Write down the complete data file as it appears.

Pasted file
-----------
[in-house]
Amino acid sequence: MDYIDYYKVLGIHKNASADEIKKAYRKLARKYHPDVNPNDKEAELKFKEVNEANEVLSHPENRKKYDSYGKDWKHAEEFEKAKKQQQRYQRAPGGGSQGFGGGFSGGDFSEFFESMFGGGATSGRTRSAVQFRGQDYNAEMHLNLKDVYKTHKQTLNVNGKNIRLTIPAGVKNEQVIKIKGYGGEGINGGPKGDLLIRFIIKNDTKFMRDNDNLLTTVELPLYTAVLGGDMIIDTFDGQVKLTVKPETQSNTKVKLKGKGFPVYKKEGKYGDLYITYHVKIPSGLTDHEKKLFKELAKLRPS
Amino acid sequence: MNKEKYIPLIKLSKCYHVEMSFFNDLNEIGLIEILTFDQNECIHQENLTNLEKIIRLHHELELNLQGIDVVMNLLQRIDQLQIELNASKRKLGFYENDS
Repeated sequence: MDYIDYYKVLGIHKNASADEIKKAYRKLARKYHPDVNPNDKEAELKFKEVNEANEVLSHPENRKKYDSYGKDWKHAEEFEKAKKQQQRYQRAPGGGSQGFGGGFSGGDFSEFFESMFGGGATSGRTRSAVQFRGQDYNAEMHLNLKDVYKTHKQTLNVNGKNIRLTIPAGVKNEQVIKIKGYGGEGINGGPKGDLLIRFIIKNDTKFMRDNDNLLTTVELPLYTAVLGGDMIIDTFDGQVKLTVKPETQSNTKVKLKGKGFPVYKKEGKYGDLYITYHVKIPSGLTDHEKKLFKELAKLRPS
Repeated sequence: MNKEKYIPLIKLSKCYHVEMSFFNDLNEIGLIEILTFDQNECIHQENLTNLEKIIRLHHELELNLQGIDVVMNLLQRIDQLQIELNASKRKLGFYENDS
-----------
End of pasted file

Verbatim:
[in-house]
Amino acid sequence: MDYIDYYKVLGIHKNASADEIKKAYRKLARKYHPDVNPNDKEAELKFKEVNEANEVLSHPENRKKYDSYGKDWKHAEEFEKAKKQQQRYQRAPGGGSQGFGGGFSGGDFSEFFESMFGGGATSGRTRSAVQFRGQDYNAEMHLNLKDVYKTHKQTLNVNGKNIRLTIPAGVKNEQVIKIKGYGGEGINGGPKGDLLIRFIIKNDTKFMRDNDNLLTTVELPLYTAVLGGDMIIDTFDGQVKLTVKPETQSNTKVKLKGKGFPVYKKEGKYGDLYITYHVKIPSGLTDHEKKLFKELAKLRPS
Amino acid sequence: MNKEKYIPLIKLSKCYHVEMSFFNDLNEIGLIEILTFDQNECIHQENLTNLEKIIRLHHELELNLQGIDVVMNLLQRIDQLQIELNASKRKLGFYENDS
Repeated sequence: MDYIDYYKVLGIHKNASADEIKKAYRKLARKYHPDVNPNDKEAELKFKEVNEANEVLSHPENRKKYDSYGKDWKHAEEFEKAKKQQQRYQRAPGGGSQGFGGGFSGGDFSEFFESMFGGGATSGRTRSAVQFRGQDYNAEMHLNLKDVYKTHKQTLNVNGKNIRLTIPAGVKNEQVIKIKGYGGEGINGGPKGDLLIRFIIKNDTKFMRDNDNLLTTVELPLYTAVLGGDMIIDTFDGQVKLTVKPETQSNTKVKLKGKGFPVYKKEGKYGDLYITYHVKIPSGLTDHEKKLFKELAKLRPS
Repeated sequence: MNKEKYIPLIKLSKCYHVEMSFFNDLNEIGLIEILTFDQNECIHQENLTNLEKIIRLHHELELNLQGIDVVMNLLQRIDQLQIELNASKRKLGFYENDS